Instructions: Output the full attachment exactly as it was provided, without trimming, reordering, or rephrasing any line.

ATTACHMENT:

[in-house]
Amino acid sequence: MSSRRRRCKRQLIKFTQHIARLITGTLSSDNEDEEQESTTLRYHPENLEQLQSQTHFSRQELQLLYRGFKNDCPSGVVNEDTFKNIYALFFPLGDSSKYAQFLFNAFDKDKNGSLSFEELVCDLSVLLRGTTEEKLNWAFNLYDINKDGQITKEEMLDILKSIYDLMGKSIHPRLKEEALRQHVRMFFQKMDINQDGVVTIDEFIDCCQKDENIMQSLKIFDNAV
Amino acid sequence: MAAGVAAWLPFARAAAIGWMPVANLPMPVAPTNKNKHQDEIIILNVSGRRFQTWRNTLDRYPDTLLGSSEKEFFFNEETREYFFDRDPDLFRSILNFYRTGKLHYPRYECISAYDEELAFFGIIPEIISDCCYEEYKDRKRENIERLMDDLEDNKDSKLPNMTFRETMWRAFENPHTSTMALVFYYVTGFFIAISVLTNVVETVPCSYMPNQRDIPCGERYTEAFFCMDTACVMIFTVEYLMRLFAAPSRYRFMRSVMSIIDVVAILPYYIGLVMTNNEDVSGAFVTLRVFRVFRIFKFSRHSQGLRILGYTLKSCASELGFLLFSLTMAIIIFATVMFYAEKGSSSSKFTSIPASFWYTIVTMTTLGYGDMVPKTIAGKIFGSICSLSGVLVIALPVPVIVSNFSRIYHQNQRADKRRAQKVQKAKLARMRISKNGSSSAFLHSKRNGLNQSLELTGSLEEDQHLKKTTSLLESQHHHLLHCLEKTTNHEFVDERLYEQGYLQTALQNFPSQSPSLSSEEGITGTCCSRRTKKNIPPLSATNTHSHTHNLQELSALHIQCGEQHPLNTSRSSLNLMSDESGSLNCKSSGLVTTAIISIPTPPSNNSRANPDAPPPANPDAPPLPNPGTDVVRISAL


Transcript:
[in-house]
Amino acid sequence: MSSRRRRCKRQLIKFTQHIARLITGTLSSDNEDEEQESTTLRYHPENLEQLQSQTHFSRQELQLLYRGFKNDCPSGVVNEDTFKNIYALFFPLGDSSKYAQFLFNAFDKDKNGSLSFEELVCDLSVLLRGTTEEKLNWAFNLYDINKDGQITKEEMLDILKSIYDLMGKSIHPRLKEEALRQHVRMFFQKMDINQDGVVTIDEFIDCCQKDENIMQSLKIFDNAV
Amino acid sequence: MAAGVAAWLPFARAAAIGWMPVANLPMPVAPTNKNKHQDEIIILNVSGRRFQTWRNTLDRYPDTLLGSSEKEFFFNEETREYFFDRDPDLFRSILNFYRTGKLHYPRYECISAYDEELAFFGIIPEIISDCCYEEYKDRKRENIERLMDDLEDNKDSKLPNMTFRETMWRAFENPHTSTMALVFYYVTGFFIAISVLTNVVETVPCSYMPNQRDIPCGERYTEAFFCMDTACVMIFTVEYLMRLFAAPSRYRFMRSVMSIIDVVAILPYYIGLVMTNNEDVSGAFVTLRVFRVFRIFKFSRHSQGLRILGYTLKSCASELGFLLFSLTMAIIIFATVMFYAEKGSSSSKFTSIPASFWYTIVTMTTLGYGDMVPKTIAGKIFGSICSLSGVLVIALPVPVIVSNFSRIYHQNQRADKRRAQKVQKAKLARMRISKNGSSSAFLHSKRNGLNQSLELTGSLEEDQHLKKTTSLLESQHHHLLHCLEKTTNHEFVDERLYEQGYLQTALQNFPSQSPSLSSEEGITGTCCSRRTKKNIPPLSATNTHSHTHNLQELSALHIQCGEQHPLNTSRSSLNLMSDESGSLNCKSSGLVTTAIISIPTPPSNNSRANPDAPPPANPDAPPLPNPGTDVVRISAL